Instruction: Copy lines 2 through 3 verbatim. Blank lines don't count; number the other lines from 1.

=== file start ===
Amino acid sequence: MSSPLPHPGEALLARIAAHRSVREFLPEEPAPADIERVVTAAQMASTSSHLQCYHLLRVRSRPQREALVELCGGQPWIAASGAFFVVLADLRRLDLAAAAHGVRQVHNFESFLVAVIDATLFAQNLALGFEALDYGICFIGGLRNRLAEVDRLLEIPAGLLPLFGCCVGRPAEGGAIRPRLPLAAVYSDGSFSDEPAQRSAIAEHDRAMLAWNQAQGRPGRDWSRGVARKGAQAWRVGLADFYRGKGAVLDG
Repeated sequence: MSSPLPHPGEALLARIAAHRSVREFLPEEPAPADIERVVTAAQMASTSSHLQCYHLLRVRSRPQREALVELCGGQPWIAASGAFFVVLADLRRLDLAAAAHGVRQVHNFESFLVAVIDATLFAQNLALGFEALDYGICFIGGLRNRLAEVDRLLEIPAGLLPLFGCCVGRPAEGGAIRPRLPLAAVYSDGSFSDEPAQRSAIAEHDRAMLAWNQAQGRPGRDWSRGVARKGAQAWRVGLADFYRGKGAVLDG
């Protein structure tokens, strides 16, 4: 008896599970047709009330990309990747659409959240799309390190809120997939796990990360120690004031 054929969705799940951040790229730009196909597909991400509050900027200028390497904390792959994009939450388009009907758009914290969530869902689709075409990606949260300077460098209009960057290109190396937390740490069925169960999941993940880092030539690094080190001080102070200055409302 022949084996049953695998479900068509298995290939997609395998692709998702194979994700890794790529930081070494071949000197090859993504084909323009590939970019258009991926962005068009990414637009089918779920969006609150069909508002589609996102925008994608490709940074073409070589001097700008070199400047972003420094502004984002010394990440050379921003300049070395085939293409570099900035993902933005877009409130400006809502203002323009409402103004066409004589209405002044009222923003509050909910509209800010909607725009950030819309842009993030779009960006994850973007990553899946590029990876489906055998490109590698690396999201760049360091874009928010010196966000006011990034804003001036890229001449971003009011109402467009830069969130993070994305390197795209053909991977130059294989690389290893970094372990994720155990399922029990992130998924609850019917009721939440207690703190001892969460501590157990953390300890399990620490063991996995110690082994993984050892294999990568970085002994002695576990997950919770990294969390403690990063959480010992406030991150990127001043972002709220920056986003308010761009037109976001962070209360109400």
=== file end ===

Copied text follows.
Repeated sequence: MSSPLPHPGEALLARIAAHRSVREFLPEEPAPADIERVVTAAQMASTSSHLQCYHLLRVRSRPQREALVELCGGQPWIAASGAFFVVLADLRRLDLAAAAHGVRQVHNFESFLVAVIDATLFAQNLALGFEALDYGICFIGGLRNRLAEVDRLLEIPAGLLPLFGCCVGRPAEGGAIRPRLPLAAVYSDGSFSDEPAQRSAIAEHDRAMLAWNQAQGRPGRDWSRGVARKGAQAWRVGLADFYRGKGAVLDG
């Protein structure tokens, strides 16, 4: 008896599970047709009330990309990747659409959240799309390190809120997939796990990360120690004031 054929969705799940951040790229730009196909597909991400509050900027200028390497904390792959994009939450388009009907758009914290969530869902689709075409990606949260300077460098209009960057290109190396937390740490069925169960999941993940880092030539690094080190001080102070200055409302 022949084996049953695998479900068509298995290939997609395998692709998702194979994700890794790529930081070494071949000197090859993504084909323009590939970019258009991926962005068009990414637009089918779920969006609150069909508002589609996102925008994608490709940074073409070589001097700008070199400047972003420094502004984002010394990440050379921003300049070395085939293409570099900035993902933005877009409130400006809502203002323009409402103004066409004589209405002044009222923003509050909910509209800010909607725009950030819309842009993030779009960006994850973007990553899946590029990876489906055998490109590698690396999201760049360091874009928010010196966000006011990034804003001036890229001449971003009011109402467009830069969130993070994305390197795209053909991977130059294989690389290893970094372990994720155990399922029990992130998924609850019917009721939440207690703190001892969460501590157990953390300890399990620490063991996995110690082994993984050892294999990568970085002994002695576990997950919770990294969390403690990063959480010992406030991150990127001043972002709220920056986003308010761009037109976001962070209360109400």